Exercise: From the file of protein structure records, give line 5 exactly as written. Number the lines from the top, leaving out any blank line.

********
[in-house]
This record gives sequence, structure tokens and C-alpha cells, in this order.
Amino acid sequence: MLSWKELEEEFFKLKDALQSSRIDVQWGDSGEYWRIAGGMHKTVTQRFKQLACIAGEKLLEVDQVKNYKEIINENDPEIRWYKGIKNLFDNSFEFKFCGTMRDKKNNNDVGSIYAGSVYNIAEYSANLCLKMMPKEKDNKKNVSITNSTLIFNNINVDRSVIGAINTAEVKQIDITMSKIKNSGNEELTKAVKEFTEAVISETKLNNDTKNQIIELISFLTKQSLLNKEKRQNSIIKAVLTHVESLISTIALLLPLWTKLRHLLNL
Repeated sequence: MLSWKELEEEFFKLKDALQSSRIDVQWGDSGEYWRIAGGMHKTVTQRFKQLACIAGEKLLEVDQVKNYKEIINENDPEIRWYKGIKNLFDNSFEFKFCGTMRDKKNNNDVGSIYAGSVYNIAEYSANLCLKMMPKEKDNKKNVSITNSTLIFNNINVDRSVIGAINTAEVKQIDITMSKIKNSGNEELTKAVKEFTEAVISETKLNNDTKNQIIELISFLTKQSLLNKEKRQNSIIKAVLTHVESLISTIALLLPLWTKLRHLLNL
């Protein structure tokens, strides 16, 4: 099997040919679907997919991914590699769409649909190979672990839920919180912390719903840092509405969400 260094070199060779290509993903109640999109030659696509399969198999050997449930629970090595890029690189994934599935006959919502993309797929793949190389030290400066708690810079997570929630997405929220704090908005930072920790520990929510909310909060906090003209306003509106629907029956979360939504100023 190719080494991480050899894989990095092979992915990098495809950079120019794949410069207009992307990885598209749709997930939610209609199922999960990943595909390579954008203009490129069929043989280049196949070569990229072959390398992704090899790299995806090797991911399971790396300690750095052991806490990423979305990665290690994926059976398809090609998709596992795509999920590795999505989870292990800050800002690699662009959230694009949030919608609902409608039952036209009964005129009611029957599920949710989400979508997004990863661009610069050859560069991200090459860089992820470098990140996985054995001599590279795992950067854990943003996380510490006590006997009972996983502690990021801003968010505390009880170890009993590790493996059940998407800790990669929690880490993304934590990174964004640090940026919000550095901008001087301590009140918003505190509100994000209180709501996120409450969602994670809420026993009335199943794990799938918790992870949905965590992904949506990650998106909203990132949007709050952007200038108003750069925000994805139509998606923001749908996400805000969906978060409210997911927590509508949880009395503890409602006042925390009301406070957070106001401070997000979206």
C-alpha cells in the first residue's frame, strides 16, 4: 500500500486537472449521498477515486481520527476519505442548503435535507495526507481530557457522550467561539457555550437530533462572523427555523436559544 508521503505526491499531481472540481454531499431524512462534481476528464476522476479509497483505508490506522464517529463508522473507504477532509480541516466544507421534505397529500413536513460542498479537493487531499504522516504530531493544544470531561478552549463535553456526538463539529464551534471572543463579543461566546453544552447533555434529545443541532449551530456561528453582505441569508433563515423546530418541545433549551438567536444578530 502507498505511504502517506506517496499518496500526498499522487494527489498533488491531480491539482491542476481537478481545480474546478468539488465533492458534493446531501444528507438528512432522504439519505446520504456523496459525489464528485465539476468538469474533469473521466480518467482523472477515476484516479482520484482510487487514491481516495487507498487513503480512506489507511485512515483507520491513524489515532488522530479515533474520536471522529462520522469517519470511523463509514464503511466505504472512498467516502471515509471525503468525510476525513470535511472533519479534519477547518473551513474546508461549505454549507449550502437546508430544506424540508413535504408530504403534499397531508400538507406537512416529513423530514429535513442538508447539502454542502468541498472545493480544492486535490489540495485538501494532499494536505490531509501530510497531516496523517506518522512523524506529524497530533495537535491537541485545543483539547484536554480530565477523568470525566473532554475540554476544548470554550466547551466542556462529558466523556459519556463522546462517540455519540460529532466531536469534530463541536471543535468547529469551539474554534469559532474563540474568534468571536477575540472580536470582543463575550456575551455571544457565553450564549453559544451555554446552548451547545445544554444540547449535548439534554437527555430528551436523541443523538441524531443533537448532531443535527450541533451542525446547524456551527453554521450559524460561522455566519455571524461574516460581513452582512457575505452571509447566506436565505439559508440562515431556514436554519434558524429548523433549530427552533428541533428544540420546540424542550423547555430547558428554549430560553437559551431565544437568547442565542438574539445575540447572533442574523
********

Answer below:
């Protein structure tokens, strides 16, 4: 099997040919679907997919991914590699769409649909190979672990839920919180912390719903840092509405969400 260094070199060779290509993903109640999109030659696509399969198999050997449930629970090595890029690189994934599935006959919502993309797929793949190389030290400066708690810079997570929630997405929220704090908005930072920790520990929510909310909060906090003209306003509106629907029956979360939504100023 190719080494991480050899894989990095092979992915990098495809950079120019794949410069207009992307990885598209749709997930939610209609199922999960990943595909390579954008203009490129069929043989280049196949070569990229072959390398992704090899790299995806090797991911399971790396300690750095052991806490990423979305990665290690994926059976398809090609998709596992795509999920590795999505989870292990800050800002690699662009959230694009949030919608609902409608039952036209009964005129009611029957599920949710989400979508997004990863661009610069050859560069991200090459860089992820470098990140996985054995001599590279795992950067854990943003996380510490006590006997009972996983502690990021801003968010505390009880170890009993590790493996059940998407800790990669929690880490993304934590990174964004640090940026919000550095901008001087301590009140918003505190509100994000209180709501996120409450969602994670809420026993009335199943794990799938918790992870949905965590992904949506990650998106909203990132949007709050952007200038108003750069925000994805139509998606923001749908996400805000969906978060409210997911927590509508949880009395503890409602006042925390009301406070957070106001401070997000979206």